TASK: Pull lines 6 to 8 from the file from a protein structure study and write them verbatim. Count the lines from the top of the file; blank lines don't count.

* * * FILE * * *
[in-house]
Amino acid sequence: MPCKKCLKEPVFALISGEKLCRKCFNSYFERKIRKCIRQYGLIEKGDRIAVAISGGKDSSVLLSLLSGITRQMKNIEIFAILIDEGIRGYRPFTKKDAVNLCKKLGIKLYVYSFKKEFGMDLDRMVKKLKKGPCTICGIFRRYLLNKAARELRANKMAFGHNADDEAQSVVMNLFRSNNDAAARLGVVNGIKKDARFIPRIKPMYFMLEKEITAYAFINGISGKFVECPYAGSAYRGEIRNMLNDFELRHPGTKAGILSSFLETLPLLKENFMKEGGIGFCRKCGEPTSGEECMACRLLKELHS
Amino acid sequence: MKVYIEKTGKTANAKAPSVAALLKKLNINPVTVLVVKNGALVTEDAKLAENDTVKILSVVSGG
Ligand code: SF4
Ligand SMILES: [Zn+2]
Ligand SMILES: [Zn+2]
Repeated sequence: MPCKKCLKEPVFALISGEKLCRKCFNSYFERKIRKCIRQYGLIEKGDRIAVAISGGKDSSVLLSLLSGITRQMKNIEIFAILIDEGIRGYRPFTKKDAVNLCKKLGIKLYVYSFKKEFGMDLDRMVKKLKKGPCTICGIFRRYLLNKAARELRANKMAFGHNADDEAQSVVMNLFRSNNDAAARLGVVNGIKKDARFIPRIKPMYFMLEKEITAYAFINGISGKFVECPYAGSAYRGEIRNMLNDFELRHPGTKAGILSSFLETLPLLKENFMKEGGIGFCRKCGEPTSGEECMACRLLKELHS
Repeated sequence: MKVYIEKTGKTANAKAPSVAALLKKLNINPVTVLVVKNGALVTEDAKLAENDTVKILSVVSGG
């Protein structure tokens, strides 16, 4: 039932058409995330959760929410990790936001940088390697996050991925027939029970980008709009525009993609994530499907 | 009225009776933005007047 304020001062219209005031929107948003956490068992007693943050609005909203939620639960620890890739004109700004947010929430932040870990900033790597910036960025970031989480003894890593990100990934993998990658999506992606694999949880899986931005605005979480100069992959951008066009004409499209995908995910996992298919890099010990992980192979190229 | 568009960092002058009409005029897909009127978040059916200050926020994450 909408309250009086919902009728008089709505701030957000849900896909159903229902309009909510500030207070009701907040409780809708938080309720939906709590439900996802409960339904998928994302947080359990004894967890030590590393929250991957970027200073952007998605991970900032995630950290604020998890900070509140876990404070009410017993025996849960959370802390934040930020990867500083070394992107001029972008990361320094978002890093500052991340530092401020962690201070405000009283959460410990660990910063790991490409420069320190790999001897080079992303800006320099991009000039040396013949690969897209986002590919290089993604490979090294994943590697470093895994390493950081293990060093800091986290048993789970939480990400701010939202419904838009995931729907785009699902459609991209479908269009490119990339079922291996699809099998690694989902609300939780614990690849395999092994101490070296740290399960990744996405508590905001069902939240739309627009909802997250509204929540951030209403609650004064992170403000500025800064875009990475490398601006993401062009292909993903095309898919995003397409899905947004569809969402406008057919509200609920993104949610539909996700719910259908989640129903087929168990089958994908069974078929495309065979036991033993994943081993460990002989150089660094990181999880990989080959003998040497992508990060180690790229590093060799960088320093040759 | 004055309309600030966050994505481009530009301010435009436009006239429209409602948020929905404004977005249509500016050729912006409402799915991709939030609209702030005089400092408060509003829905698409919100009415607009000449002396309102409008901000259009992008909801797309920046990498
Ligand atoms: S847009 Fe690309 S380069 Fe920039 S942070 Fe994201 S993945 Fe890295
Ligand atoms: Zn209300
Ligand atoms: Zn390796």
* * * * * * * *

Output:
Ligand SMILES: [Zn+2]
Repeated sequence: MPCKKCLKEPVFALISGEKLCRKCFNSYFERKIRKCIRQYGLIEKGDRIAVAISGGKDSSVLLSLLSGITRQMKNIEIFAILIDEGIRGYRPFTKKDAVNLCKKLGIKLYVYSFKKEFGMDLDRMVKKLKKGPCTICGIFRRYLLNKAARELRANKMAFGHNADDEAQSVVMNLFRSNNDAAARLGVVNGIKKDARFIPRIKPMYFMLEKEITAYAFINGISGKFVECPYAGSAYRGEIRNMLNDFELRHPGTKAGILSSFLETLPLLKENFMKEGGIGFCRKCGEPTSGEECMACRLLKELHS
Repeated sequence: MKVYIEKTGKTANAKAPSVAALLKKLNINPVTVLVVKNGALVTEDAKLAENDTVKILSVVSGG